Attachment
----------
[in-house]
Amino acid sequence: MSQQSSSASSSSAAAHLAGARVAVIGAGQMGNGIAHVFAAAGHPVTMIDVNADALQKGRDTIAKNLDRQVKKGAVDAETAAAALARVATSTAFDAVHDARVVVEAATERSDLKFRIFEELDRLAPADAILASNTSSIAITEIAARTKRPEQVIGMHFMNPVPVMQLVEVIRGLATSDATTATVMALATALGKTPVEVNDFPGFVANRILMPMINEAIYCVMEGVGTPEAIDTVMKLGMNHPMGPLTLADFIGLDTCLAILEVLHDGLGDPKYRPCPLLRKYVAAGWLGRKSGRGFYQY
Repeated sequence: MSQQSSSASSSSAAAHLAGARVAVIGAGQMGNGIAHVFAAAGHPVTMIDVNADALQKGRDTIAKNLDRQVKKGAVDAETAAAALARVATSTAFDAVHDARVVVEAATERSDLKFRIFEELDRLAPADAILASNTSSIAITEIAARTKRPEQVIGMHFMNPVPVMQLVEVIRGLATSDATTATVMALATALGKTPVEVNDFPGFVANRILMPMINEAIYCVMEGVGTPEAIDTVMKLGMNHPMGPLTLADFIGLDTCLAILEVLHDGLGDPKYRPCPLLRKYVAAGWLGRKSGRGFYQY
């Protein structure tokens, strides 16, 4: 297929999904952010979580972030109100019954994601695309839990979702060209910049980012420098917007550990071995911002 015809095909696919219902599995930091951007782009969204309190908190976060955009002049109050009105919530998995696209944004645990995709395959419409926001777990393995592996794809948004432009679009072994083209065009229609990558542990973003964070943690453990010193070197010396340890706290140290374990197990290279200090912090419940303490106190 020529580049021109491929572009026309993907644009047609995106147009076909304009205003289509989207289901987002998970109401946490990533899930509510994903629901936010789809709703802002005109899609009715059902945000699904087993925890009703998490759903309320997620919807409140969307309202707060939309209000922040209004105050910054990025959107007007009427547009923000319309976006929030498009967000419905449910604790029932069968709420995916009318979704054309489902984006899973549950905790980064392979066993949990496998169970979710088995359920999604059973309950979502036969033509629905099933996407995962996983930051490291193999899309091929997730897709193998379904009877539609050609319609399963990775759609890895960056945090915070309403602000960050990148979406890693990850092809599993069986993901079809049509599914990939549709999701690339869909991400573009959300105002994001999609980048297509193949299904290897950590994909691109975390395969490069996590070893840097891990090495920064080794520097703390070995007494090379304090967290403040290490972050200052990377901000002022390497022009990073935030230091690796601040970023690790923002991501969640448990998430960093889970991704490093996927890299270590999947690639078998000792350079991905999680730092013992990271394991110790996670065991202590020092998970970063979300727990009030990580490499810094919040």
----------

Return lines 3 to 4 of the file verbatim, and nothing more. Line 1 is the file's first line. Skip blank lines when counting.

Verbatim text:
Repeated sequence: MSQQSSSASSSSAAAHLAGARVAVIGAGQMGNGIAHVFAAAGHPVTMIDVNADALQKGRDTIAKNLDRQVKKGAVDAETAAAALARVATSTAFDAVHDARVVVEAATERSDLKFRIFEELDRLAPADAILASNTSSIAITEIAARTKRPEQVIGMHFMNPVPVMQLVEVIRGLATSDATTATVMALATALGKTPVEVNDFPGFVANRILMPMINEAIYCVMEGVGTPEAIDTVMKLGMNHPMGPLTLADFIGLDTCLAILEVLHDGLGDPKYRPCPLLRKYVAAGWLGRKSGRGFYQY
């Protein structure tokens, strides 16, 4: 297929999904952010979580972030109100019954994601695309839990979702060209910049980012420098917007550990071995911002 015809095909696919219902599995930091951007782009969204309190908190976060955009002049109050009105919530998995696209944004645990995709395959419409926001777990393995592996794809948004432009679009072994083209065009229609990558542990973003964070943690453990010193070197010396340890706290140290374990197990290279200090912090419940303490106190 020529580049021109491929572009026309993907644009047609995106147009076909304009205003289509989207289901987002998970109401946490990533899930509510994903629901936010789809709703802002005109899609009715059902945000699904087993925890009703998490759903309320997620919807409140969307309202707060939309209000922040209004105050910054990025959107007007009427547009923000319309976006929030498009967000419905449910604790029932069968709420995916009318979704054309489902984006899973549950905790980064392979066993949990496998169970979710088995359920999604059973309950979502036969033509629905099933996407995962996983930051490291193999899309091929997730897709193998379904009877539609050609319609399963990775759609890895960056945090915070309403602000960050990148979406890693990850092809599993069986993901079809049509599914990939549709999701690339869909991400573009959300105002994001999609980048297509193949299904290897950590994909691109975390395969490069996590070893840097891990090495920064080794520097703390070995007494090379304090967290403040290490972050200052990377901000002022390497022009990073935030230091690796601040970023690790923002991501969640448990998430960093889970991704490093996927890299270590999947690639078998000792350079991905999680730092013992990271394991110790996670065991202590020092998970970063979300727990009030990580490499810094919040």